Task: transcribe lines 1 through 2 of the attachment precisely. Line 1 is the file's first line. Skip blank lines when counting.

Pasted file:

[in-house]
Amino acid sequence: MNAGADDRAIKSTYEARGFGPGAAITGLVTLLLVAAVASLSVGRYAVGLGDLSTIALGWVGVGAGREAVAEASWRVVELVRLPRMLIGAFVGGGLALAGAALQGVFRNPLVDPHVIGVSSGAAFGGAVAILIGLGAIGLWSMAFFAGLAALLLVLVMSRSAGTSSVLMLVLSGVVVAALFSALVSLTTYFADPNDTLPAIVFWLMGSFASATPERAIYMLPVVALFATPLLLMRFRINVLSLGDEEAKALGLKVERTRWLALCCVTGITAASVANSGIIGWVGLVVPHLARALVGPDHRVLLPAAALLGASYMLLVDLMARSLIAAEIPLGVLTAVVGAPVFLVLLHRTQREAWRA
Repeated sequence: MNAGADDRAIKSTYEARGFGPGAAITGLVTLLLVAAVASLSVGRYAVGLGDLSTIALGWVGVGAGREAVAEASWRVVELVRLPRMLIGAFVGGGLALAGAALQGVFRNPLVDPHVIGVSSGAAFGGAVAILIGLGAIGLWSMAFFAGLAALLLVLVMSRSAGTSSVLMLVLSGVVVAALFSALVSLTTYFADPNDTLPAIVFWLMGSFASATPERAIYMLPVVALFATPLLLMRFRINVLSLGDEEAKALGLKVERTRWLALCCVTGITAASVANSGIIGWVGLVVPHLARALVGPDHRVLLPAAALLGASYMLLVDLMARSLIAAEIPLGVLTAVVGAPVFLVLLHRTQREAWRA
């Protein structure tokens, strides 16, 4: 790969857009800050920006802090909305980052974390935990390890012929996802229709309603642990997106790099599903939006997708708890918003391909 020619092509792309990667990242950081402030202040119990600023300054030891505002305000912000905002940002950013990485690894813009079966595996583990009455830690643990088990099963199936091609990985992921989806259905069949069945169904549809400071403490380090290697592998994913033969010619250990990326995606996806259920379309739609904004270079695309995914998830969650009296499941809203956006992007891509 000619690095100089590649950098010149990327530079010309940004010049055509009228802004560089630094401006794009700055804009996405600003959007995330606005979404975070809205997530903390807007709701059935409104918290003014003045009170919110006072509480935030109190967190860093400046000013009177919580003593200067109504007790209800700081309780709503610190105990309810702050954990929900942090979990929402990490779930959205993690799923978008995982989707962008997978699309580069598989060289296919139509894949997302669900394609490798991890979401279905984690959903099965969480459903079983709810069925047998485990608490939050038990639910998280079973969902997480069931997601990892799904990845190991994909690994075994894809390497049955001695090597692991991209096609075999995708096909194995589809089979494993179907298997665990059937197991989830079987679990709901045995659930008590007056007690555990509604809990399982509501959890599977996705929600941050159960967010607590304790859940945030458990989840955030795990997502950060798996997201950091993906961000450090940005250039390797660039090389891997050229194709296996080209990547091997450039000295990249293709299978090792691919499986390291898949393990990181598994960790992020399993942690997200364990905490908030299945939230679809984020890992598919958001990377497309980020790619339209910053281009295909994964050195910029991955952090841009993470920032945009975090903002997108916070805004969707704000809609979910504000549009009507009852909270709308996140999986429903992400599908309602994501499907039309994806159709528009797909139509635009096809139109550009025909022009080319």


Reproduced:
[in-house]
Amino acid sequence: MNAGADDRAIKSTYEARGFGPGAAITGLVTLLLVAAVASLSVGRYAVGLGDLSTIALGWVGVGAGREAVAEASWRVVELVRLPRMLIGAFVGGGLALAGAALQGVFRNPLVDPHVIGVSSGAAFGGAVAILIGLGAIGLWSMAFFAGLAALLLVLVMSRSAGTSSVLMLVLSGVVVAALFSALVSLTTYFADPNDTLPAIVFWLMGSFASATPERAIYMLPVVALFATPLLLMRFRINVLSLGDEEAKALGLKVERTRWLALCCVTGITAASVANSGIIGWVGLVVPHLARALVGPDHRVLLPAAALLGASYMLLVDLMARSLIAAEIPLGVLTAVVGAPVFLVLLHRTQREAWRA